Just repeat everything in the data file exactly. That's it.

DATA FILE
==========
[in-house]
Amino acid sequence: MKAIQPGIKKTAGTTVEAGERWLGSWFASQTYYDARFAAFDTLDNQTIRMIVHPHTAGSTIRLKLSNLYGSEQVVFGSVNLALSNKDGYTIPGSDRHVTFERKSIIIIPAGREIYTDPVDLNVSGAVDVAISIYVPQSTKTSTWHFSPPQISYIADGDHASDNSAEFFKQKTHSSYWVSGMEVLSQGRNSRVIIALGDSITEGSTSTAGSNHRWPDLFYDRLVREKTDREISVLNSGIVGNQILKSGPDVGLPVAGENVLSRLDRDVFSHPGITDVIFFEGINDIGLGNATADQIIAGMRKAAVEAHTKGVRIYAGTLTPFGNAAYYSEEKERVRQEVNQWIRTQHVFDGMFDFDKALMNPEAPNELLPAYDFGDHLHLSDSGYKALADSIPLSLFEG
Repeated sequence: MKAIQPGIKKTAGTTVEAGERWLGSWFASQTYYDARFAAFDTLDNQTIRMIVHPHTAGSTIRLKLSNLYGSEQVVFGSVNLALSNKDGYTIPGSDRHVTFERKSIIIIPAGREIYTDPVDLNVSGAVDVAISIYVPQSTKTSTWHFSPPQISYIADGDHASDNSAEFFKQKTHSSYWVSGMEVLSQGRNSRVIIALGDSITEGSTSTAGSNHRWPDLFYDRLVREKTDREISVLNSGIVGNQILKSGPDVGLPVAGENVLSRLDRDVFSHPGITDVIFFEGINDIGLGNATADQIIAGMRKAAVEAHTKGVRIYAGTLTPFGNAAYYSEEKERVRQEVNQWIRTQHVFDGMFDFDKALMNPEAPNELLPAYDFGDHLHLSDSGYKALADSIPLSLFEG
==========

[in-house]
Amino acid sequence: MKAIQPGIKKTAGTTVEAGERWLGSWFASQTYYDARFAAFDTLDNQTIRMIVHPHTAGSTIRLKLSNLYGSEQVVFGSVNLALSNKDGYTIPGSDRHVTFERKSIIIIPAGREIYTDPVDLNVSGAVDVAISIYVPQSTKTSTWHFSPPQISYIADGDHASDNSAEFFKQKTHSSYWVSGMEVLSQGRNSRVIIALGDSITEGSTSTAGSNHRWPDLFYDRLVREKTDREISVLNSGIVGNQILKSGPDVGLPVAGENVLSRLDRDVFSHPGITDVIFFEGINDIGLGNATADQIIAGMRKAAVEAHTKGVRIYAGTLTPFGNAAYYSEEKERVRQEVNQWIRTQHVFDGMFDFDKALMNPEAPNELLPAYDFGDHLHLSDSGYKALADSIPLSLFEG
Repeated sequence: MKAIQPGIKKTAGTTVEAGERWLGSWFASQTYYDARFAAFDTLDNQTIRMIVHPHTAGSTIRLKLSNLYGSEQVVFGSVNLALSNKDGYTIPGSDRHVTFERKSIIIIPAGREIYTDPVDLNVSGAVDVAISIYVPQSTKTSTWHFSPPQISYIADGDHASDNSAEFFKQKTHSSYWVSGMEVLSQGRNSRVIIALGDSITEGSTSTAGSNHRWPDLFYDRLVREKTDREISVLNSGIVGNQILKSGPDVGLPVAGENVLSRLDRDVFSHPGITDVIFFEGINDIGLGNATADQIIAGMRKAAVEAHTKGVRIYAGTLTPFGNAAYYSEEKERVRQEVNQWIRTQHVFDGMFDFDKALMNPEAPNELLPAYDFGDHLHLSDSGYKALADSIPLSLFEG